This is an excerpt of an interview I did with Sky News about the warnings from scientists that we are approaching a climate change tipping point, and that global efforts to combat climate change are utterly inadequate.
The drumbeat of alarm from the scientists is growing louder all the time for us, and indeed people’s experience of what is happening, whether it is the floods in this country, or the rainforests in Brazil, really is confirming what the scientists say is happening, and that it is happening now. And the danger that we might pass some tipping points is indeed growing. I am not sure that we are going to resolve all of that at this meeting in Madrid, however. I think this meeting is one in which we are going to be doing a lot of ground clearing, for a really crucial meeting in Glasgow next year, when countries really will have to step up to the plate, to respond to the secretary general.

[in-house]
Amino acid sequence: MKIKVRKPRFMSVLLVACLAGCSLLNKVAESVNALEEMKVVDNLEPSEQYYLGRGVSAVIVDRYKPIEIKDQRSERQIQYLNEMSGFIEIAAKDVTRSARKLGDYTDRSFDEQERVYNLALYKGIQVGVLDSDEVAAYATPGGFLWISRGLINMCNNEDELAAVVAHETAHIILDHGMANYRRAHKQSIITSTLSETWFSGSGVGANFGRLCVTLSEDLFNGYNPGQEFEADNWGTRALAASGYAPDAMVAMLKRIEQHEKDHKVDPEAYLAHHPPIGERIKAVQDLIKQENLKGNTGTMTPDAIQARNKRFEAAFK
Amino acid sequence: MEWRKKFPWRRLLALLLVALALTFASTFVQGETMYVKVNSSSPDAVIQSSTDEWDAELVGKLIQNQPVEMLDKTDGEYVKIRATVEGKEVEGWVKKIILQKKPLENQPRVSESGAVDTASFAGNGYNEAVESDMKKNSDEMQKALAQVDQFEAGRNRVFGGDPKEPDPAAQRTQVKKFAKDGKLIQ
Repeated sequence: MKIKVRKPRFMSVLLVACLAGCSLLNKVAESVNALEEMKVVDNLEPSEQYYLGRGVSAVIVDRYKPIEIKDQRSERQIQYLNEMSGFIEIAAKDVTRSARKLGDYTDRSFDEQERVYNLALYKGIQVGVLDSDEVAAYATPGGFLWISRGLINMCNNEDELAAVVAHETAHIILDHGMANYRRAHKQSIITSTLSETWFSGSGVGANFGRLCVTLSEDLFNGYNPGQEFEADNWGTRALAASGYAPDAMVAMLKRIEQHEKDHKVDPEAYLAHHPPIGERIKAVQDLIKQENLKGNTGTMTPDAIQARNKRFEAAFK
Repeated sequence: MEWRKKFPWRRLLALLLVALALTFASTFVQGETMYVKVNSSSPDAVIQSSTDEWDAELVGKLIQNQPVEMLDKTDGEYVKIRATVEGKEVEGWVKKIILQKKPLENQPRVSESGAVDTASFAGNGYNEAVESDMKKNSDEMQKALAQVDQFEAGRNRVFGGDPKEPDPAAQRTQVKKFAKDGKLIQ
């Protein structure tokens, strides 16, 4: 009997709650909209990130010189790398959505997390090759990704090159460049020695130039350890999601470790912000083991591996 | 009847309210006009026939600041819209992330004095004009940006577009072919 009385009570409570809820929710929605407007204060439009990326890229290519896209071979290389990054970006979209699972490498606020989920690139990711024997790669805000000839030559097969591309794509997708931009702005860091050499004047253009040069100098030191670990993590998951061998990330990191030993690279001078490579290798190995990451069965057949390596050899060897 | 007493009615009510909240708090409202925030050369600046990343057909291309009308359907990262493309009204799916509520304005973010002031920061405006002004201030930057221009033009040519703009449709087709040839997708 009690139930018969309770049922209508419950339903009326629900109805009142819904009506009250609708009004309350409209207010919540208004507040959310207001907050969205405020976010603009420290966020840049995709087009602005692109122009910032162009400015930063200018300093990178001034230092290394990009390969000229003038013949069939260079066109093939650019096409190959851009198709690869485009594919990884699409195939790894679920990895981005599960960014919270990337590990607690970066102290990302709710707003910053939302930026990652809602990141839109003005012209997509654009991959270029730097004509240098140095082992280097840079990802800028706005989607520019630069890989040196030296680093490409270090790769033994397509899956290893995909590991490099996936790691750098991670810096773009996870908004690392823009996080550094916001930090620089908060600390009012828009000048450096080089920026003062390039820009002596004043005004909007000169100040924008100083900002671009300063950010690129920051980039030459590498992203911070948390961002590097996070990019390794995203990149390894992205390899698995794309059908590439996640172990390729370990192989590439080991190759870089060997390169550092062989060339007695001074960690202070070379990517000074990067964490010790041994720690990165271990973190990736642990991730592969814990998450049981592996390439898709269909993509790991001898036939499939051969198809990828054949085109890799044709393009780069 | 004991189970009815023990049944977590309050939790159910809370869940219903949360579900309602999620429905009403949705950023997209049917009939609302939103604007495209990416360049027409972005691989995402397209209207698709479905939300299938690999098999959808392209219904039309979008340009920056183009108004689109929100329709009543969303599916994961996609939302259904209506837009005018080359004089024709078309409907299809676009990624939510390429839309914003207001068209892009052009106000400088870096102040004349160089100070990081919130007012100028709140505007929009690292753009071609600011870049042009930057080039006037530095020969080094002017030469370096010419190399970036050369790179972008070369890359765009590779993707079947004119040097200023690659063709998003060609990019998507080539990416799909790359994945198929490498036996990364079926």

We’ve got about thirty years in which to stop burning fossil fuels: oil, gas and coal. That is the goal we have got to get to, and if we fail to get to that goal by around the middle of the century then our climate policy will have failed, and we will be in a position where prosperity and security for everyone on the planet is under real threat. That is what the scientists are telling us. Part of what a changing climate does, is enormously increase the unpredictability of weather events. We are going to get much more extreme weather and it is going to be much harder to predict. It is extraordinary that they have got snow in Australia, because only two weeks ago we were seeing extraordinary forest fires in Australia, threatening the homes of hundreds of people in Sydney. That‘s exactly the kind of thing that we are going to see if climate policy fails, only on a much greater scale. Countries have to do a lot more, a lot faster, to get carbon out of our economy.